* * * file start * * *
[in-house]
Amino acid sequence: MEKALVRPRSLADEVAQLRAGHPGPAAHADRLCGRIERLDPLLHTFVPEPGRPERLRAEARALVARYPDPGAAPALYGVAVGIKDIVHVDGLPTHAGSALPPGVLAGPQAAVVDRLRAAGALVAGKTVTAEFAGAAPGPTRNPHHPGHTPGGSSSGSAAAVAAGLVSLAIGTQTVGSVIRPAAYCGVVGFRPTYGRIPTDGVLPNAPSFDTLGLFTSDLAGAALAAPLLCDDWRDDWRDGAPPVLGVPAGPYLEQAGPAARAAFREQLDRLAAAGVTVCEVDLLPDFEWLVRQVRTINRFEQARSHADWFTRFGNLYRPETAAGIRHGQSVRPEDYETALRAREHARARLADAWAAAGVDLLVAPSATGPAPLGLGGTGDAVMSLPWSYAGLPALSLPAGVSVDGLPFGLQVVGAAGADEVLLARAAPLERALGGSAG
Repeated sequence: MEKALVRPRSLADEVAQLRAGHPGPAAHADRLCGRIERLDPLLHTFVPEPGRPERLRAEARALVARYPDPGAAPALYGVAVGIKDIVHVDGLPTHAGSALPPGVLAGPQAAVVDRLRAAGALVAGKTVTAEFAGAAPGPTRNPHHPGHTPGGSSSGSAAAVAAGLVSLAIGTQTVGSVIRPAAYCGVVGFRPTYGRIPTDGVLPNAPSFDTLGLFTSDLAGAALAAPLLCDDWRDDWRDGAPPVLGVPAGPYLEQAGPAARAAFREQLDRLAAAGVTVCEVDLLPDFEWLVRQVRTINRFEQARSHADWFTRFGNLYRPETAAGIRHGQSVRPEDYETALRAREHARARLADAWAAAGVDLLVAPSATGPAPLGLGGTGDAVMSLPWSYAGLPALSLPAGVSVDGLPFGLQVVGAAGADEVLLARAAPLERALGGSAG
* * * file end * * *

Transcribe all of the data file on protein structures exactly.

[in-house]
Amino acid sequence: MEKALVRPRSLADEVAQLRAGHPGPAAHADRLCGRIERLDPLLHTFVPEPGRPERLRAEARALVARYPDPGAAPALYGVAVGIKDIVHVDGLPTHAGSALPPGVLAGPQAAVVDRLRAAGALVAGKTVTAEFAGAAPGPTRNPHHPGHTPGGSSSGSAAAVAAGLVSLAIGTQTVGSVIRPAAYCGVVGFRPTYGRIPTDGVLPNAPSFDTLGLFTSDLAGAALAAPLLCDDWRDDWRDGAPPVLGVPAGPYLEQAGPAARAAFREQLDRLAAAGVTVCEVDLLPDFEWLVRQVRTINRFEQARSHADWFTRFGNLYRPETAAGIRHGQSVRPEDYETALRAREHARARLADAWAAAGVDLLVAPSATGPAPLGLGGTGDAVMSLPWSYAGLPALSLPAGVSVDGLPFGLQVVGAAGADEVLLARAAPLERALGGSAG
Repeated sequence: MEKALVRPRSLADEVAQLRAGHPGPAAHADRLCGRIERLDPLLHTFVPEPGRPERLRAEARALVARYPDPGAAPALYGVAVGIKDIVHVDGLPTHAGSALPPGVLAGPQAAVVDRLRAAGALVAGKTVTAEFAGAAPGPTRNPHHPGHTPGGSSSGSAAAVAAGLVSLAIGTQTVGSVIRPAAYCGVVGFRPTYGRIPTDGVLPNAPSFDTLGLFTSDLAGAALAAPLLCDDWRDDWRDGAPPVLGVPAGPYLEQAGPAARAAFREQLDRLAAAGVTVCEVDLLPDFEWLVRQVRTINRFEQARSHADWFTRFGNLYRPETAAGIRHGQSVRPEDYETALRAREHARARLADAWAAAGVDLLVAPSATGPAPLGLGGTGDAVMSLPWSYAGLPALSLPAGVSVDGLPFGLQVVGAAGADEVLLARAAPLERALGGSAG